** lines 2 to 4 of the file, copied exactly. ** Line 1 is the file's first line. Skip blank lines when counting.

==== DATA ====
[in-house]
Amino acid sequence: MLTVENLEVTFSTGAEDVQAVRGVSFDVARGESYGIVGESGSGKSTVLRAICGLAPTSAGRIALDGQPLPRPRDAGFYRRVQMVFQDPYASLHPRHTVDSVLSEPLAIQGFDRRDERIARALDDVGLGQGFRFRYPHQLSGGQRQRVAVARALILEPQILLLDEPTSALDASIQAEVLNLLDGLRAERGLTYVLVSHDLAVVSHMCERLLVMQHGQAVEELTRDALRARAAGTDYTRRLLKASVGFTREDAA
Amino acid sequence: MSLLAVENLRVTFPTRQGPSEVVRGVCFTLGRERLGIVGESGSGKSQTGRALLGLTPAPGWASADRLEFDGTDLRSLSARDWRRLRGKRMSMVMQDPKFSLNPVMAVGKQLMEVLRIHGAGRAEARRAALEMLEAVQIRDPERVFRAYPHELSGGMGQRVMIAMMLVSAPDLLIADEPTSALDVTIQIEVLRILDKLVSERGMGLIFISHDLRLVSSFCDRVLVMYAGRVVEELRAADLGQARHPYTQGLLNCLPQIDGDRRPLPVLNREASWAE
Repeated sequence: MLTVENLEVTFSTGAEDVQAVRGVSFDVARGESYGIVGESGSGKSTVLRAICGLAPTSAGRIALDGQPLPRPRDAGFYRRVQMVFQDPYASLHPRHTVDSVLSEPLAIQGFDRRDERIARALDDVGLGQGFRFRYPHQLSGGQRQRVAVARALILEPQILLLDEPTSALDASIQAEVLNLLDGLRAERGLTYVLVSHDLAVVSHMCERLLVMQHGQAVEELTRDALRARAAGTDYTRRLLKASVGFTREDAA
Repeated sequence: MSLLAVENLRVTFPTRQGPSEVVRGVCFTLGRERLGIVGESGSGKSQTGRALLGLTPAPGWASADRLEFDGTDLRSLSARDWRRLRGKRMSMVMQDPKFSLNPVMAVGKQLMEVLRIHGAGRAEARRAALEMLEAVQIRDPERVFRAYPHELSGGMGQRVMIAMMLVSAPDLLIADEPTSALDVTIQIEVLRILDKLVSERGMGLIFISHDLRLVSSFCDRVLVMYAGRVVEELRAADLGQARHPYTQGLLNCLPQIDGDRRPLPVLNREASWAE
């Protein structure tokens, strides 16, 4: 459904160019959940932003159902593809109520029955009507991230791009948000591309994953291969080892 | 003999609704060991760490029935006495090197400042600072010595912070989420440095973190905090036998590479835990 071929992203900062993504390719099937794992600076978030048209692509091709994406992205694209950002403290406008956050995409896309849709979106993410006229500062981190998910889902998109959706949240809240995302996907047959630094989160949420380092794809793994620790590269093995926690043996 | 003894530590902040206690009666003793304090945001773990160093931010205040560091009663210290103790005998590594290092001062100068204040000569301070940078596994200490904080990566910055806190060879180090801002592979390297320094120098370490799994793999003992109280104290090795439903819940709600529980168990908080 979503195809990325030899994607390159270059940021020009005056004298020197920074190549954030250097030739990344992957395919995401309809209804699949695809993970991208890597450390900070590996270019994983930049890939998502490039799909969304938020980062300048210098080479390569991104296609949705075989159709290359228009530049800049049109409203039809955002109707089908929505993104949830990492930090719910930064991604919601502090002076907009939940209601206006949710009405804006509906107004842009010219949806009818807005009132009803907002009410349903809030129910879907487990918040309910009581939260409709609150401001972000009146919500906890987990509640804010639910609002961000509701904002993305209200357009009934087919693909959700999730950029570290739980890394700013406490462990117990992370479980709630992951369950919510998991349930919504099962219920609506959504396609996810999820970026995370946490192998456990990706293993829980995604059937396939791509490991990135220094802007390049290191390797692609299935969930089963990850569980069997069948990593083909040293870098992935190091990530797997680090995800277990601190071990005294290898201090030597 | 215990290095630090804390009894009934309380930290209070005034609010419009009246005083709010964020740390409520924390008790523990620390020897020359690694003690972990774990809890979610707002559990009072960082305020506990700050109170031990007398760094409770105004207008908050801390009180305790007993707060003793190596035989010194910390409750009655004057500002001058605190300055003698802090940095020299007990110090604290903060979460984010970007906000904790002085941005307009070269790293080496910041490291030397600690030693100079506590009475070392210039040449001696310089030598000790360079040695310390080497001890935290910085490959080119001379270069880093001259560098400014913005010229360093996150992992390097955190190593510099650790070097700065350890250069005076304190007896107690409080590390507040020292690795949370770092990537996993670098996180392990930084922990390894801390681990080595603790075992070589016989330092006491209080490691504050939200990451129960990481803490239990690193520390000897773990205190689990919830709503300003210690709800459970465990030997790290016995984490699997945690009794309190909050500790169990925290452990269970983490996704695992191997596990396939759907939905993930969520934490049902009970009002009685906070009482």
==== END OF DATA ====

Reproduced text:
Amino acid sequence: MLTVENLEVTFSTGAEDVQAVRGVSFDVARGESYGIVGESGSGKSTVLRAICGLAPTSAGRIALDGQPLPRPRDAGFYRRVQMVFQDPYASLHPRHTVDSVLSEPLAIQGFDRRDERIARALDDVGLGQGFRFRYPHQLSGGQRQRVAVARALILEPQILLLDEPTSALDASIQAEVLNLLDGLRAERGLTYVLVSHDLAVVSHMCERLLVMQHGQAVEELTRDALRARAAGTDYTRRLLKASVGFTREDAA
Amino acid sequence: MSLLAVENLRVTFPTRQGPSEVVRGVCFTLGRERLGIVGESGSGKSQTGRALLGLTPAPGWASADRLEFDGTDLRSLSARDWRRLRGKRMSMVMQDPKFSLNPVMAVGKQLMEVLRIHGAGRAEARRAALEMLEAVQIRDPERVFRAYPHELSGGMGQRVMIAMMLVSAPDLLIADEPTSALDVTIQIEVLRILDKLVSERGMGLIFISHDLRLVSSFCDRVLVMYAGRVVEELRAADLGQARHPYTQGLLNCLPQIDGDRRPLPVLNREASWAE
Repeated sequence: MLTVENLEVTFSTGAEDVQAVRGVSFDVARGESYGIVGESGSGKSTVLRAICGLAPTSAGRIALDGQPLPRPRDAGFYRRVQMVFQDPYASLHPRHTVDSVLSEPLAIQGFDRRDERIARALDDVGLGQGFRFRYPHQLSGGQRQRVAVARALILEPQILLLDEPTSALDASIQAEVLNLLDGLRAERGLTYVLVSHDLAVVSHMCERLLVMQHGQAVEELTRDALRARAAGTDYTRRLLKASVGFTREDAA